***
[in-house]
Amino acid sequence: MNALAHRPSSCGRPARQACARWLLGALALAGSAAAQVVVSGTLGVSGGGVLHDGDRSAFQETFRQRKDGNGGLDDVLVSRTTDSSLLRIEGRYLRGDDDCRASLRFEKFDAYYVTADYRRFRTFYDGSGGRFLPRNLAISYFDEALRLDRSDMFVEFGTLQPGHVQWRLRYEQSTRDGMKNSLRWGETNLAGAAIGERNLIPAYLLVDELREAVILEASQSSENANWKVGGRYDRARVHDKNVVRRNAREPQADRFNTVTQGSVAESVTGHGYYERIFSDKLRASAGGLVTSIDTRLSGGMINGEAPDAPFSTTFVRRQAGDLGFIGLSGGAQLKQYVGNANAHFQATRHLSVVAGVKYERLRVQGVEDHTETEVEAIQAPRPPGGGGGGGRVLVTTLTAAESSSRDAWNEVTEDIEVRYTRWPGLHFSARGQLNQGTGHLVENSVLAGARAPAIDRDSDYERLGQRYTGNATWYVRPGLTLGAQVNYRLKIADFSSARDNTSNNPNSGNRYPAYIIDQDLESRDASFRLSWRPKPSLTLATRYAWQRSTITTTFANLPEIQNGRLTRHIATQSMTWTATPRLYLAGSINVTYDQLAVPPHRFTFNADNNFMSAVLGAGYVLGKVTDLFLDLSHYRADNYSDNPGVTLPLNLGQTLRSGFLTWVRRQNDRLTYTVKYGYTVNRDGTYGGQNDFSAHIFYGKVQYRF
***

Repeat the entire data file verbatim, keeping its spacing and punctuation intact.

[in-house]
Amino acid sequence: MNALAHRPSSCGRPARQACARWLLGALALAGSAAAQVVVSGTLGVSGGGVLHDGDRSAFQETFRQRKDGNGGLDDVLVSRTTDSSLLRIEGRYLRGDDDCRASLRFEKFDAYYVTADYRRFRTFYDGSGGRFLPRNLAISYFDEALRLDRSDMFVEFGTLQPGHVQWRLRYEQSTRDGMKNSLRWGETNLAGAAIGERNLIPAYLLVDELREAVILEASQSSENANWKVGGRYDRARVHDKNVVRRNAREPQADRFNTVTQGSVAESVTGHGYYERIFSDKLRASAGGLVTSIDTRLSGGMINGEAPDAPFSTTFVRRQAGDLGFIGLSGGAQLKQYVGNANAHFQATRHLSVVAGVKYERLRVQGVEDHTETEVEAIQAPRPPGGGGGGGRVLVTTLTAAESSSRDAWNEVTEDIEVRYTRWPGLHFSARGQLNQGTGHLVENSVLAGARAPAIDRDSDYERLGQRYTGNATWYVRPGLTLGAQVNYRLKIADFSSARDNTSNNPNSGNRYPAYIIDQDLESRDASFRLSWRPKPSLTLATRYAWQRSTITTTFANLPEIQNGRLTRHIATQSMTWTATPRLYLAGSINVTYDQLAVPPHRFTFNADNNFMSAVLGAGYVLGKVTDLFLDLSHYRADNYSDNPGVTLPLNLGQTLRSGFLTWVRRQNDRLTYTVKYGYTVNRDGTYGGQNDFSAHIFYGKVQYRF